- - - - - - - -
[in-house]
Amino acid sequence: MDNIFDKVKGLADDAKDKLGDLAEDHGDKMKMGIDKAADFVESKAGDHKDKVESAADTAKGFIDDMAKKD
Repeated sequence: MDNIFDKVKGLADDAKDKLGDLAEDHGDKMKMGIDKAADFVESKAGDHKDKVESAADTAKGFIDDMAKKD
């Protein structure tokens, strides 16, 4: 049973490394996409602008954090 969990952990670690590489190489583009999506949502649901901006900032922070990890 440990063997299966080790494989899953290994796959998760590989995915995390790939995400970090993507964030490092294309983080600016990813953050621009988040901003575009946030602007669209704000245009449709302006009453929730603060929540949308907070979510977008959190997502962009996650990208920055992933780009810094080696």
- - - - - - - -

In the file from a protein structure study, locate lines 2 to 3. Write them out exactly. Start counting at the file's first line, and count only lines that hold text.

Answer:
Amino acid sequence: MDNIFDKVKGLADDAKDKLGDLAEDHGDKMKMGIDKAADFVESKAGDHKDKVESAADTAKGFIDDMAKKD
Repeated sequence: MDNIFDKVKGLADDAKDKLGDLAEDHGDKMKMGIDKAADFVESKAGDHKDKVESAADTAKGFIDDMAKKD